Next-generation sequencing (NGS) technologies have been applied in bacterial flora analysis. However, there is no standardized protocol, and the optimal clustering threshold for estimating bacterial species in respiratory infection specimens is unknown. This study was conducted to investigate the optimal threshold for clustering 16S ribosomal RNA gene sequences into operational taxonomic units (OTUs) by comparing the results of NGS technology with those of the Sanger method, which has a higher accuracy of sequence per single read than NGS technology. This study included 45 patients with pneumonia with aspiration risks and 35 patients with lung abscess. Compared to Sanger method, the concordance rates of NGS technology (clustered at 100%, 99%, and 97% homology) with the predominant phylotype were 78.8%, 71.3%, and 65.0%, respectively. With respect to the specimens dominated by the Streptococcus mitis group, containing several important causative agents of pneumonia, Bray Curtis dissimilarity revealed that the OTUs obtained at 100% clustering threshold (versus those obtained at 99% and 97% thresholds; medians of 0.35, 0.69, and 0.71, respectively) were more similar to those obtained by the Sanger method, with statistical significance (p < 0.05). Clustering with 100% sequence identity is necessary when analyzing the microbiota of respiratory infections using NGS technology.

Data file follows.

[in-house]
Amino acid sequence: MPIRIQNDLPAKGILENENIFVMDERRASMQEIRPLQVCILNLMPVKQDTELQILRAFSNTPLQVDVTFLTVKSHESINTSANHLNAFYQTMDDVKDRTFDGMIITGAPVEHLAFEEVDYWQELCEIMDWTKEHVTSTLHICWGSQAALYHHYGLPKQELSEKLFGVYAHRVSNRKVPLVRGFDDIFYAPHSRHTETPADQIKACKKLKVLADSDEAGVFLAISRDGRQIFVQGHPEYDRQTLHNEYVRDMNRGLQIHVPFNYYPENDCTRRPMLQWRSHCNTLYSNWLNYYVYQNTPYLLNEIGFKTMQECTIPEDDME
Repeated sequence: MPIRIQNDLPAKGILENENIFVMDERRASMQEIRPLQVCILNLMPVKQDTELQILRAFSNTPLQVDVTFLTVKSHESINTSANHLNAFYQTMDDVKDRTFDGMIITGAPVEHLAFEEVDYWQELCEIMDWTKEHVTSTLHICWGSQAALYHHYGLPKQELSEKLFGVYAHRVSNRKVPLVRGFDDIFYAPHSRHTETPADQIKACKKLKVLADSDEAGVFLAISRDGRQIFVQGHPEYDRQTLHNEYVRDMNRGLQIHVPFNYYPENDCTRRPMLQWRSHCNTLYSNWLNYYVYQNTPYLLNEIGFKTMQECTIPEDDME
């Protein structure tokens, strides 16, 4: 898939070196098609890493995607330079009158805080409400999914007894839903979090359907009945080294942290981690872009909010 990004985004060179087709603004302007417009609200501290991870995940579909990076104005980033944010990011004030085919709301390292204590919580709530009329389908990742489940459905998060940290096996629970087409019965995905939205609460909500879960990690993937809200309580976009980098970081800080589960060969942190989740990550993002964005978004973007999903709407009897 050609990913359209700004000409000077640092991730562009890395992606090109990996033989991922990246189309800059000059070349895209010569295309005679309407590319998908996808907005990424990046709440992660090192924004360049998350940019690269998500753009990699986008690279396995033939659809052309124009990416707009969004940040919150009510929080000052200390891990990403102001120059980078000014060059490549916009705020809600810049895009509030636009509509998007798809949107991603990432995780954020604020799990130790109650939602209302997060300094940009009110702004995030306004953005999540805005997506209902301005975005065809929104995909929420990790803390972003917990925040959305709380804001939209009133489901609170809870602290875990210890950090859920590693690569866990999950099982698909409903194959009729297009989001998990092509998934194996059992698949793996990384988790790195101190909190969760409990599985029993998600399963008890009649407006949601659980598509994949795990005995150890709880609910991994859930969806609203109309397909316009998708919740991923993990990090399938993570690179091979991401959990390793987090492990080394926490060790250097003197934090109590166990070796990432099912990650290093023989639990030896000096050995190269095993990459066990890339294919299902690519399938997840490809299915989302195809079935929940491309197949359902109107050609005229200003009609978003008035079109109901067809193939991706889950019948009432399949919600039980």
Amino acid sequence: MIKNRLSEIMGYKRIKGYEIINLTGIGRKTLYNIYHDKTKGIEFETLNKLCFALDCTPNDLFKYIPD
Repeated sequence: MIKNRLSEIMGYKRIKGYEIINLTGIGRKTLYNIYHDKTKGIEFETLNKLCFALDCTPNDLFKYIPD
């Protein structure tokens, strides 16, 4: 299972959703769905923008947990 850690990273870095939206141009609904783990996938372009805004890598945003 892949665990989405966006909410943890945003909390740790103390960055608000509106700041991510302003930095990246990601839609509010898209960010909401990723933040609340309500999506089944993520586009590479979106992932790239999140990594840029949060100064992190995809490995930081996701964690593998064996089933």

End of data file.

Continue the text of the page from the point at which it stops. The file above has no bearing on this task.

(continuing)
© 2021. The Author(s).